October 11, 2017 11:13 am
Updated: October 12, 2017 7:17 am

B.C. rodeo star Ty Pozzobon had CTE brain condition when he died

It’s been revealed that 25-year-old bull rider Ty Pozzobon, who took his own life earlier this year, suffered from the same brain disorder that afflicts many football players. Geoff Hastings reports.

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A champion bull rider from British Columbia who died by suicide had a chronic brain condition, according to neurologists from the University of Washington who studied his brain.

Ty Pozzobon, 25, died in January. His family said they suspected his death was related to repeated head injuries and concussions he suffered during his rodeo career.

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The family donated his brain to the University of Washington’s school of medicine neuropathology in Seattle, where doctors concluded Pozzobon had chronic traumatic encephalopathy, or CTE.

READ MORE: Family of pro bull rider Ty Pozzobon to donate his brain for research

Dr. C. Dirk Keene said CTE — which is only diagnosed post-mortem — has been found most commonly in professional and college football players, other contact sport athletes and military personnel.

The brains of 99 per cent of former National Football League players showed signs of a disease linked to repeated hits to the head that can lead to aggression and dementia, according to research published in a leading medical journal earlier this year.

READ MORE: Scientists found CTE in 99 per cent of donated NFL player brains

Understanding of the condition is limited but Keene says people diagnosed with CTE are also frequently known to have suffered from mental health issues including depression and suicide.

25-year-old Ty Pozzobon

Provided to Global News

Keene said more testing of Pozzobon’s brain tissue is expected to contribute to other studies on brain injuries that will ultimately improve the understanding of how and why CTE occurs — which was the family’s wish.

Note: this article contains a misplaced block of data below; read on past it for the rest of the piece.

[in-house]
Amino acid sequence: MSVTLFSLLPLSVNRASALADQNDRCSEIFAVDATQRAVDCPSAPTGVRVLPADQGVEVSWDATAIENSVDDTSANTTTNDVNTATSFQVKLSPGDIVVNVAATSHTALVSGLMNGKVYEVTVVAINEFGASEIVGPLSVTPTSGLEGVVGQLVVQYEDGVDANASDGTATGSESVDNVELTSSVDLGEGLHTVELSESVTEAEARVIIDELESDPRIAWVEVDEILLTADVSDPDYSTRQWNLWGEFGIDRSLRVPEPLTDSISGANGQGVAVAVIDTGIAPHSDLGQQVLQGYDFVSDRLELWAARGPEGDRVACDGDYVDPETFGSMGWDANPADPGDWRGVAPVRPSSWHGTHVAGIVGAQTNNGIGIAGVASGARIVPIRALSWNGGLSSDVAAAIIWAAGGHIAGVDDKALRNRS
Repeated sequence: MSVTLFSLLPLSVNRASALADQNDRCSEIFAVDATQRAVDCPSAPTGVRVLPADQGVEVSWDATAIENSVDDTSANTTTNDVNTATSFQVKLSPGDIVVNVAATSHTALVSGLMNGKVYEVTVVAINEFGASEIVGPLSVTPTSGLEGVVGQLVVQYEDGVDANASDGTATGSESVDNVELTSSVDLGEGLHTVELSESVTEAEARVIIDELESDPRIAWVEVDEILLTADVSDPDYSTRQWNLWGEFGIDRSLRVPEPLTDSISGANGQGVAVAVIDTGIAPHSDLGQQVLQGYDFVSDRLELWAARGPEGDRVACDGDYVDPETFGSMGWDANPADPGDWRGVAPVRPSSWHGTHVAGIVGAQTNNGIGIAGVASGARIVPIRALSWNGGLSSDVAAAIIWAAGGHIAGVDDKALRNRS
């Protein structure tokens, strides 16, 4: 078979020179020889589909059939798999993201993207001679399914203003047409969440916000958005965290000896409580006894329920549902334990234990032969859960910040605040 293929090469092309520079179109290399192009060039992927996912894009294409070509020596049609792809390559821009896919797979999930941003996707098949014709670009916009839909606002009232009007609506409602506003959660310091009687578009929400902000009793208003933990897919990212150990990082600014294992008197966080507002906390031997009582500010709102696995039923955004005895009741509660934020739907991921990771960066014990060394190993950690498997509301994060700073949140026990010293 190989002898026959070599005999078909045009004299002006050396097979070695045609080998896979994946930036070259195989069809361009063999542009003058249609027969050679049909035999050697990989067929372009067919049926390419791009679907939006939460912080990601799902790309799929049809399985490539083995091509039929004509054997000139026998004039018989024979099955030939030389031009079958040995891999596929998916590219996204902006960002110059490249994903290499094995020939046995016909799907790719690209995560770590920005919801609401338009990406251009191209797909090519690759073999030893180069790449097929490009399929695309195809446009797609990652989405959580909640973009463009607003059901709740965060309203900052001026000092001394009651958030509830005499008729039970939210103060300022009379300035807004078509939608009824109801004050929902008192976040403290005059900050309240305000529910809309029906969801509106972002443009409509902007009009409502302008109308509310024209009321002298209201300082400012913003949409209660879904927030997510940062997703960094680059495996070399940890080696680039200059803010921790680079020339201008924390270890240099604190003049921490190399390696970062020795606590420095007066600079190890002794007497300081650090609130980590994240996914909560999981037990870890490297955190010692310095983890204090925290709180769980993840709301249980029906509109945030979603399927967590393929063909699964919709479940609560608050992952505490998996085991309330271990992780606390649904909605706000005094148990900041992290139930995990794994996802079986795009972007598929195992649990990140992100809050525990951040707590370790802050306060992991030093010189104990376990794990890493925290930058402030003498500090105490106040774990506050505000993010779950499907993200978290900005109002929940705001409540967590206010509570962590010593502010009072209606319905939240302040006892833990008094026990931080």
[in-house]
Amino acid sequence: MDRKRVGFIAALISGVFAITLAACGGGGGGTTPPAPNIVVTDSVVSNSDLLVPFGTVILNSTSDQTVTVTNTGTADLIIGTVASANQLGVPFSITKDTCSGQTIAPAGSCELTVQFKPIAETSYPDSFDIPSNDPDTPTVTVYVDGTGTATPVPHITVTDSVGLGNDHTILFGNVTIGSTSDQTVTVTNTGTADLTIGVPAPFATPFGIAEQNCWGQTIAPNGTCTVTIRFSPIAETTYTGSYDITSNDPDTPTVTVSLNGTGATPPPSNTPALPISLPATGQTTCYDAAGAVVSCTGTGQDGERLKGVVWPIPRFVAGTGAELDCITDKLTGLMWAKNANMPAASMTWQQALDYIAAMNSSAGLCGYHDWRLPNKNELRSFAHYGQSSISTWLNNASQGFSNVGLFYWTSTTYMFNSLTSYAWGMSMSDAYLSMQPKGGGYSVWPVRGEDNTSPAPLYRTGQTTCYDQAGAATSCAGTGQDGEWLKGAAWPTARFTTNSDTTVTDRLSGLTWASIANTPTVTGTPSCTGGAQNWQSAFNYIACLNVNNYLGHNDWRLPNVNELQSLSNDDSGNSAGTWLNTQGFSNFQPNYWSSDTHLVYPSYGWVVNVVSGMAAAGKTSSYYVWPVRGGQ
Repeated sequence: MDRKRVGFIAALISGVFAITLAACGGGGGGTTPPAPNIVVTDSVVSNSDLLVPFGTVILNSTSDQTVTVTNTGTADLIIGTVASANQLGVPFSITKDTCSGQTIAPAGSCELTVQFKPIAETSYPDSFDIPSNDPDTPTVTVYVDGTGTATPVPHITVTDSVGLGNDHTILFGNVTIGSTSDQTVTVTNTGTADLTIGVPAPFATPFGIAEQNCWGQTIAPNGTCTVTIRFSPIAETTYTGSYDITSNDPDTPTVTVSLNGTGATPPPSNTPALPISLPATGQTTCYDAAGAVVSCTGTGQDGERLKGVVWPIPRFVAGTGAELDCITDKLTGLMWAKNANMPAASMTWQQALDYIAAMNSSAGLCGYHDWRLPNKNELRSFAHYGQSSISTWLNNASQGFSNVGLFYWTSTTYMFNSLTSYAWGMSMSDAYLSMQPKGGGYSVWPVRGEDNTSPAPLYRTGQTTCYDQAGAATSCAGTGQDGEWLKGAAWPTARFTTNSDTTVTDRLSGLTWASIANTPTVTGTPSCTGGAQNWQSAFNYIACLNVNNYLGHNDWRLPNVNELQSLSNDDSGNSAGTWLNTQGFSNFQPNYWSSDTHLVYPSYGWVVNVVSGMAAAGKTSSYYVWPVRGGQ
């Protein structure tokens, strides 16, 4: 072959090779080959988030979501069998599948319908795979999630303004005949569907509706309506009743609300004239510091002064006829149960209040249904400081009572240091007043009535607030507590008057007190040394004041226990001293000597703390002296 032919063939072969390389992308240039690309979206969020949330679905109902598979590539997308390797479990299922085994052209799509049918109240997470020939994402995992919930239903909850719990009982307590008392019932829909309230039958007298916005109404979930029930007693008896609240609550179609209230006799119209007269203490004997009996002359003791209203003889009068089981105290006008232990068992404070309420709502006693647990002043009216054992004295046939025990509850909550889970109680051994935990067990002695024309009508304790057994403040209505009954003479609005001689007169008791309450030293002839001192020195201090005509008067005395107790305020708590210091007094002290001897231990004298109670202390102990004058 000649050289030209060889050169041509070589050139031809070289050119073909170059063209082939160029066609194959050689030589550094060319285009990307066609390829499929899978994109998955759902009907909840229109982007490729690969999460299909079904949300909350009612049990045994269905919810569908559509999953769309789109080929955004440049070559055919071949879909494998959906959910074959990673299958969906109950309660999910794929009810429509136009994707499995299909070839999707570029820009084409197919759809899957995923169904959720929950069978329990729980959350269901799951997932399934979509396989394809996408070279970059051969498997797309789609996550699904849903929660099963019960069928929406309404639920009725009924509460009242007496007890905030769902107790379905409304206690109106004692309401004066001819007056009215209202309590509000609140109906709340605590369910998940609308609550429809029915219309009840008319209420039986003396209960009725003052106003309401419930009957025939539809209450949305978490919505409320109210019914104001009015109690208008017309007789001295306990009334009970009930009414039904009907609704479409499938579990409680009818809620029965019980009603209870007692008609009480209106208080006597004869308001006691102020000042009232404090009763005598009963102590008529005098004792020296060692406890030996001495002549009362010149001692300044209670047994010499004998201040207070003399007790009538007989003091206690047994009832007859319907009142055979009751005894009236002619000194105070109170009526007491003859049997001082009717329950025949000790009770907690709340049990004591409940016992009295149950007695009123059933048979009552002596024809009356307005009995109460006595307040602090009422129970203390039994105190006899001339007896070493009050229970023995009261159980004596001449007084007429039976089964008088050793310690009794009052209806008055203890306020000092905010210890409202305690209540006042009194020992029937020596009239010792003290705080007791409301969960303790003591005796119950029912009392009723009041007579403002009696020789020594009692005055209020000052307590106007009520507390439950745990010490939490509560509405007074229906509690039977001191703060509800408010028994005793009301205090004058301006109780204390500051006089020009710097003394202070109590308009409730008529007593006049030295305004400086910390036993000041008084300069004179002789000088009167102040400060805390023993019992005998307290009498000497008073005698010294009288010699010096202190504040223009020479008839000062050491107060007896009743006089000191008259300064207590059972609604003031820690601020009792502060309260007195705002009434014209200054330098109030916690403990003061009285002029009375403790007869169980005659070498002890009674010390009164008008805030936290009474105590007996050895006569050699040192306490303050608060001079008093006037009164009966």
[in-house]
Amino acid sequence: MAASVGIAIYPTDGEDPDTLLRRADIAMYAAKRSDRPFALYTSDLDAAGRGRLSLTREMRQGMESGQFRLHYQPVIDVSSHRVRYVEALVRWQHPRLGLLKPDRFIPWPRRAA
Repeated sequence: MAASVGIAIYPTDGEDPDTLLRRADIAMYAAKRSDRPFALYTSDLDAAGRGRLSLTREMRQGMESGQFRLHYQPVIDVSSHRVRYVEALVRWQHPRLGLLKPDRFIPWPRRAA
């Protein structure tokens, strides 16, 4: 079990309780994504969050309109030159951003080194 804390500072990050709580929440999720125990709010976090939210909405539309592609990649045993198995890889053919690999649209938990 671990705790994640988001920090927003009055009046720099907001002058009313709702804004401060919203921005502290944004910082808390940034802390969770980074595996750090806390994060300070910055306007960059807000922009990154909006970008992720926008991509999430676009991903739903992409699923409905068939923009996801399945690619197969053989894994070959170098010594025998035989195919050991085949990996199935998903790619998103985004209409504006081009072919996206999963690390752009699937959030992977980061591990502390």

READ MORE: Friends of Ty Pozzobon say concussions need ‘to be taken more seriously’

The Pozzobon family issued a statement, thanking the team at the University of Washington School of Medicine for their time and care, adding they hope the results help others.

“Ty’s passing has brought so much sorrow and pain to all, we hope everyone, specifically athletes understand that we need to educate each other with regards to head injuries, both short- and long-term impacts,” part of the statement reads.

“Ty’s family believes not to stop doing what you are passionate about but do it in a smarter way, and listen to both what the medical professionals tell you and what your body and mind are telling you.”

The family also encouraged others to donate their brains for research.

READ MORE: NFL exec admits link between football, brain disease CTE

Pozzobon was married and lived 25 kilometres west of Merritt, B.C., and was well known in the Alberta bull-riding community.

He was the Professional Bull Riders (PBR) 2016 Canada champion, a three-time qualifier at the Canadian Finals Rodeo and a four-time PBR world finalist.

WATCH: A video tribute showing rodeo highlights of Ty Pozzobon.

— With files from Karen Bartko, Global News

© 2017 The Canadian Press

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